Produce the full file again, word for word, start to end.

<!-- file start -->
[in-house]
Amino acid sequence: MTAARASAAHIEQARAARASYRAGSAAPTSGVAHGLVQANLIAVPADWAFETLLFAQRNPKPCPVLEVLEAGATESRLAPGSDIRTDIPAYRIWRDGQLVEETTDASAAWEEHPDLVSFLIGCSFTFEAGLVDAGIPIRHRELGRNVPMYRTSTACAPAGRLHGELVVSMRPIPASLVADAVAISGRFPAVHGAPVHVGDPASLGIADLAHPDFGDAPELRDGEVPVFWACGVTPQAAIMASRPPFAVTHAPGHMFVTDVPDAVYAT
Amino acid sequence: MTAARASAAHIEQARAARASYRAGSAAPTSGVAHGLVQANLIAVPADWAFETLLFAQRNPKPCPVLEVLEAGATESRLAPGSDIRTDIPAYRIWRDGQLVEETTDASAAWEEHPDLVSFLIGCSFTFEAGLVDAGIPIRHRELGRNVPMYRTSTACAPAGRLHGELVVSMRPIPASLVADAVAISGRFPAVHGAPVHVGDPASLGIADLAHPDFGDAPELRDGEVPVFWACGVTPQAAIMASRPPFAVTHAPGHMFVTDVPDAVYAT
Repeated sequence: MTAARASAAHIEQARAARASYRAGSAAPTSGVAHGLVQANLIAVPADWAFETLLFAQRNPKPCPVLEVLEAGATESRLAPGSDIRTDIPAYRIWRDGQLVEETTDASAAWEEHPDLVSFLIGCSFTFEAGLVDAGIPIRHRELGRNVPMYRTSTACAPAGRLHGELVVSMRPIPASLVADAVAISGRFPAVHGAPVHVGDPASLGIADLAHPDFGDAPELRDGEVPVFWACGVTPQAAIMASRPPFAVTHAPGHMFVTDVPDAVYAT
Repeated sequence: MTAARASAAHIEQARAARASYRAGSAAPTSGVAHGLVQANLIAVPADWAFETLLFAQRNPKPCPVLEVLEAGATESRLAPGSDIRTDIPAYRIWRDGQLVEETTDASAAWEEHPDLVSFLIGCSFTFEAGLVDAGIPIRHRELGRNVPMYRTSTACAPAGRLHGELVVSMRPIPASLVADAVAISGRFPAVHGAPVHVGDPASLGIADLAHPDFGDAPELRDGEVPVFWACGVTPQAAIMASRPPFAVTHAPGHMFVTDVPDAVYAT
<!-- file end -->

[in-house]
Amino acid sequence: MTAARASAAHIEQARAARASYRAGSAAPTSGVAHGLVQANLIAVPADWAFETLLFAQRNPKPCPVLEVLEAGATESRLAPGSDIRTDIPAYRIWRDGQLVEETTDASAAWEEHPDLVSFLIGCSFTFEAGLVDAGIPIRHRELGRNVPMYRTSTACAPAGRLHGELVVSMRPIPASLVADAVAISGRFPAVHGAPVHVGDPASLGIADLAHPDFGDAPELRDGEVPVFWACGVTPQAAIMASRPPFAVTHAPGHMFVTDVPDAVYAT
Amino acid sequence: MTAARASAAHIEQARAARASYRAGSAAPTSGVAHGLVQANLIAVPADWAFETLLFAQRNPKPCPVLEVLEAGATESRLAPGSDIRTDIPAYRIWRDGQLVEETTDASAAWEEHPDLVSFLIGCSFTFEAGLVDAGIPIRHRELGRNVPMYRTSTACAPAGRLHGELVVSMRPIPASLVADAVAISGRFPAVHGAPVHVGDPASLGIADLAHPDFGDAPELRDGEVPVFWACGVTPQAAIMASRPPFAVTHAPGHMFVTDVPDAVYAT
Repeated sequence: MTAARASAAHIEQARAARASYRAGSAAPTSGVAHGLVQANLIAVPADWAFETLLFAQRNPKPCPVLEVLEAGATESRLAPGSDIRTDIPAYRIWRDGQLVEETTDASAAWEEHPDLVSFLIGCSFTFEAGLVDAGIPIRHRELGRNVPMYRTSTACAPAGRLHGELVVSMRPIPASLVADAVAISGRFPAVHGAPVHVGDPASLGIADLAHPDFGDAPELRDGEVPVFWACGVTPQAAIMASRPPFAVTHAPGHMFVTDVPDAVYAT
Repeated sequence: MTAARASAAHIEQARAARASYRAGSAAPTSGVAHGLVQANLIAVPADWAFETLLFAQRNPKPCPVLEVLEAGATESRLAPGSDIRTDIPAYRIWRDGQLVEETTDASAAWEEHPDLVSFLIGCSFTFEAGLVDAGIPIRHRELGRNVPMYRTSTACAPAGRLHGELVVSMRPIPASLVADAVAISGRFPAVHGAPVHVGDPASLGIADLAHPDFGDAPELRDGEVPVFWACGVTPQAAIMASRPPFAVTHAPGHMFVTDVPDAVYAT